washingtonpost.com  > World > Asia/Pacific > East Asia > South Korea > Post


Friday, November 12, 2004; Page A20

U.N. Agency Finds No Evidence S. Korea Sought Nuclear Weapon

VIENNA -- Nuclear experiments acknowledged by South Korea earlier this year produced minute amounts of plutonium and near weapons-grade uranium, but there was no evidence linking them to an attempt to produce an atomic weapon, the U.N. nuclear watchdog agency said Thursday.

The report, drawn up by the International Atomic Energy Agency and made available to the Associated Press, followed up on disclosures that South Korea sporadically dabbled in uranium enrichment and plutonium reprocessing from the early 1980s to 2000.

Uranium enriched to weapons grade and plutonium can both be used to make nuclear warheads. Officials acknowledged the experiments under pervasive inquiries by the IAEA but insisted that they were small in scale and conducted by scientists who never informed the government.

The report also revealed a separate attempt at enriching uranium. But it said this attempt -- to do it chemically -- resulted in extremely low enrichment, far below the level used to make armaments.


JERUSALEM -- Heavily armed police commandos stormed a Jerusalem church compound and arrested Mordechai Vanunu, a nuclear whistle-blower who recently completed an 18-year prison term for treason.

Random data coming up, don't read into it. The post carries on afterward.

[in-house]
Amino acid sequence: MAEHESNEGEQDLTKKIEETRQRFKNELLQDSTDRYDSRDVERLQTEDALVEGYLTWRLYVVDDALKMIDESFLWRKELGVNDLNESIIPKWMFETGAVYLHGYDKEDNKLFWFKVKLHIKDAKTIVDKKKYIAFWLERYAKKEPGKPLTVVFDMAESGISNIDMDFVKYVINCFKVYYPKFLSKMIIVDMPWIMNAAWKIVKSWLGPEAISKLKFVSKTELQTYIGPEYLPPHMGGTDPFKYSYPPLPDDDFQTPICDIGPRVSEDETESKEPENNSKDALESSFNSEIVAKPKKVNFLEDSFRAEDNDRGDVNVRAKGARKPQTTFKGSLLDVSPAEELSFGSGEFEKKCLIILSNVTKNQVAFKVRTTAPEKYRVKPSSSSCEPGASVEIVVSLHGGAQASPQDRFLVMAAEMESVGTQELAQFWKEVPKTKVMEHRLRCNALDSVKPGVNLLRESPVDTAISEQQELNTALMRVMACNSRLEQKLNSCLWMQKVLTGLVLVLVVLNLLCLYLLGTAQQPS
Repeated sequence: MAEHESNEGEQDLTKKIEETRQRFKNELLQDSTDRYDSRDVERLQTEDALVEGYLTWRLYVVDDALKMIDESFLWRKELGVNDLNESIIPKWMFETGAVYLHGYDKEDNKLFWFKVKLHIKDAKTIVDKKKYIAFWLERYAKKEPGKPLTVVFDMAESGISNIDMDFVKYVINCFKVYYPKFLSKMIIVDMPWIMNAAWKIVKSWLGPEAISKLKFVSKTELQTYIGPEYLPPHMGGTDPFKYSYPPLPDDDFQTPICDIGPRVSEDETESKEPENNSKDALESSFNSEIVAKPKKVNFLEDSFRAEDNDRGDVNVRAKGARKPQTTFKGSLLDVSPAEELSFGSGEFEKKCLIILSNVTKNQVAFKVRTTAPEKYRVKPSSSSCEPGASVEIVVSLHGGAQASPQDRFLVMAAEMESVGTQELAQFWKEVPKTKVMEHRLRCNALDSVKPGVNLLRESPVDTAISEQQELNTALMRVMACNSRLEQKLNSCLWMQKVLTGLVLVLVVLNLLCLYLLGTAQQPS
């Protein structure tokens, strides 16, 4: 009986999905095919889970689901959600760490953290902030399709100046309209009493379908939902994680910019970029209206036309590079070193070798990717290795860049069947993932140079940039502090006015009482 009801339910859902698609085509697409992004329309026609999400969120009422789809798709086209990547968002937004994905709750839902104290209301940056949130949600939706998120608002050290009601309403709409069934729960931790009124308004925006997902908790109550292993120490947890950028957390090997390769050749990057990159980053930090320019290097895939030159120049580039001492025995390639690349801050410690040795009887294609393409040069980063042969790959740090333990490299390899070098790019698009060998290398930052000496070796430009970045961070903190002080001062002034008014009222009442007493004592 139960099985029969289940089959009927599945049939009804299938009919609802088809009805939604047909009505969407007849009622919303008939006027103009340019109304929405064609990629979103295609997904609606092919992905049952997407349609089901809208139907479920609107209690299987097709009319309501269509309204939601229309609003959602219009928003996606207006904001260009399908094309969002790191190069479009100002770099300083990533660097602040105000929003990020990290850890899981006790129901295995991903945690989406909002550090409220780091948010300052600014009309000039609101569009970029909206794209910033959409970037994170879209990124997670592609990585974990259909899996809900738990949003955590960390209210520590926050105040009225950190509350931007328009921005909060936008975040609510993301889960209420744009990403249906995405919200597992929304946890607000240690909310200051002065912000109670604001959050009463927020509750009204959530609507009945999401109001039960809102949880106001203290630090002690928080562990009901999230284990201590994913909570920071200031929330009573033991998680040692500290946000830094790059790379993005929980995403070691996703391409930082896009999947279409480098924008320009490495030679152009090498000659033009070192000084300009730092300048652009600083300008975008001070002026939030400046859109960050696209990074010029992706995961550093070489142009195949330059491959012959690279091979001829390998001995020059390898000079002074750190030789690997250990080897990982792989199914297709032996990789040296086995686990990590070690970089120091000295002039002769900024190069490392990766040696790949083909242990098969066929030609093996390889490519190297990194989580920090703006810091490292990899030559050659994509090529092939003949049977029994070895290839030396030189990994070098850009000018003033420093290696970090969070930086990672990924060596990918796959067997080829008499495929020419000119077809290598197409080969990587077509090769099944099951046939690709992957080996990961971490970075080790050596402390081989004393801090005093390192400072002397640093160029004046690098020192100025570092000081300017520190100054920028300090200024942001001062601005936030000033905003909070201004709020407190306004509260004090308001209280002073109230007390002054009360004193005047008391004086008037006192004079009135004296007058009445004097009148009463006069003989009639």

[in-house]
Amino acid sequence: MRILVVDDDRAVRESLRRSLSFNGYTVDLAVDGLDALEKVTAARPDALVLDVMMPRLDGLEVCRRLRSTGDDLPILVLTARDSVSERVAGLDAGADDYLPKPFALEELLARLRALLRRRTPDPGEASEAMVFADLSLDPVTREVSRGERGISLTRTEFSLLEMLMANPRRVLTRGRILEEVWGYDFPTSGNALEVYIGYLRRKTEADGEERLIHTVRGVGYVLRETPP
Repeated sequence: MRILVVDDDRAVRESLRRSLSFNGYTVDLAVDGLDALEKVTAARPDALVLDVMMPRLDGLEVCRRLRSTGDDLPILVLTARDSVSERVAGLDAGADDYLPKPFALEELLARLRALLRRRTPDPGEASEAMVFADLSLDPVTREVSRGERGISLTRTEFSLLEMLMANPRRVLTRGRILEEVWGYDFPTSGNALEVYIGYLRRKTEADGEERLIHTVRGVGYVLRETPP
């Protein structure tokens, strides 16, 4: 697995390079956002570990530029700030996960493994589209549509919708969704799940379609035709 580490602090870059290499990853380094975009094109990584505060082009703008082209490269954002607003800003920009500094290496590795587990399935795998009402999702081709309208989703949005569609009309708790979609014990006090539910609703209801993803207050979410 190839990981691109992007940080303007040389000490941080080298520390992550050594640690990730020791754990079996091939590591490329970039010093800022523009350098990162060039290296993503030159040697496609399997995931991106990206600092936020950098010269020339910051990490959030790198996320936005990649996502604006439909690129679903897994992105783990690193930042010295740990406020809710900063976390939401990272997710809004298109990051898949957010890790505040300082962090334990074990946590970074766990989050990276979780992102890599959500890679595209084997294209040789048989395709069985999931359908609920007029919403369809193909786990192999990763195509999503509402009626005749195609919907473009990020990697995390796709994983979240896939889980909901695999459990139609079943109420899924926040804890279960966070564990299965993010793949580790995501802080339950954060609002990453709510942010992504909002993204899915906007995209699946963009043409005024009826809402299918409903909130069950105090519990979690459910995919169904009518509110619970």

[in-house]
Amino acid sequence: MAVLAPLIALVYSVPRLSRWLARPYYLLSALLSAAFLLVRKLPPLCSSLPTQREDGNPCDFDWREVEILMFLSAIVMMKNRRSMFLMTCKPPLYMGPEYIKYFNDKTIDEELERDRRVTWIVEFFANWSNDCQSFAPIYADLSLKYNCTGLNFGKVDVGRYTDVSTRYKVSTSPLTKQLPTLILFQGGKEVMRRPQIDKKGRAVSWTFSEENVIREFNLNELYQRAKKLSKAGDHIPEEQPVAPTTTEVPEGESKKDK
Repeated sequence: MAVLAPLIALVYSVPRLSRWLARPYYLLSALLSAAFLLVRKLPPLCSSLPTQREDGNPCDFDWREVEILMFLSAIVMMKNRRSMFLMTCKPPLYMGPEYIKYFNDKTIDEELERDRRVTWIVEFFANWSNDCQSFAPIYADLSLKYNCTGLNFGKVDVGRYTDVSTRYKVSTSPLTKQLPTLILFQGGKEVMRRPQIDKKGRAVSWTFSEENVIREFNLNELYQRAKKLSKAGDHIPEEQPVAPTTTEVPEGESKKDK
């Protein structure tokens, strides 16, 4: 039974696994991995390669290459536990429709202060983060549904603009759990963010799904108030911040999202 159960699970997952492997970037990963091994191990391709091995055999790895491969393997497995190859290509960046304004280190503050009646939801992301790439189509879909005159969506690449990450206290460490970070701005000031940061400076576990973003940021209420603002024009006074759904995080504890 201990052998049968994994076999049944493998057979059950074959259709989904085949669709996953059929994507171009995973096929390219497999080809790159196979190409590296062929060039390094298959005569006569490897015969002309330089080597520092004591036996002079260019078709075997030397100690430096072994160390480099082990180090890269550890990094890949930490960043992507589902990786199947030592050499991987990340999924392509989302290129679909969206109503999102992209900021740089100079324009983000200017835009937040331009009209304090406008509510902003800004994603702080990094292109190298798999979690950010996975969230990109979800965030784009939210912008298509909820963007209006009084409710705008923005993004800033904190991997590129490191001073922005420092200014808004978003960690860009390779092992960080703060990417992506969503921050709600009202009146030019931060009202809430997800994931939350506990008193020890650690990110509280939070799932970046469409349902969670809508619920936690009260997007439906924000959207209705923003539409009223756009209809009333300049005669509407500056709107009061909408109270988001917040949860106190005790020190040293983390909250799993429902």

Vanunu, who had lived at the church since his release in April, was arrested on suspicion of revealing classified information, police said. A magistrate ordered him held under house arrest for seven days.

Vanunu was convicted in 1988 of disclosing secrets he learned as a nuclear reactor technician. The information led experts to conclude that Israel had the world's sixth-largest stockpile of nuclear arms. Israel follows a policy of nuclear ambiguity, neither confirming nor denying it has such weapons.


NEW DELHI -- Indian Prime Minister Manmohan Singh announced a reduction in troops in disputed Kashmir in a fresh initiative to push forward a fraying peace process with Pakistan. Singh said the troops would be withdrawn starting this winter, though he did not disclose how many. Pakistan described his announcement as a positive step.

JAKARTA, Indonesia -- A strong, magnitude-6 earthquake rocked parts of eastern Indonesia early Friday, killing six people, injuring 40 and damaging hundreds of buildings, officials said. The quake was centered 20 miles off the eastern coast of Alor island, about 1,000 miles east of Jakarta.


BUCHAREST, Romania -- Half a million Jews were killed in Romania's Holocaust, many more than previously thought, according to a special panel set up to shed light on the country's Nazi past. The international panel urged that Romania, an ally of Adolf Hitler in World War II, face up to its history by building a memorial to those who died. Previous figures put the number of dead at 420,000.

the americas

PORT-AU-PRINCE, Haiti -- Rights group Amnesty International condemned what it said were summary executions by police, serious human rights abuses and an alarming number of illegal detentions in Haiti. The report added to recent complaints that the U.S.-backed government is persecuting supporters of ousted president Jean-Bertrand Aristide.

-- From News Services

© 2004 The Washington Post Company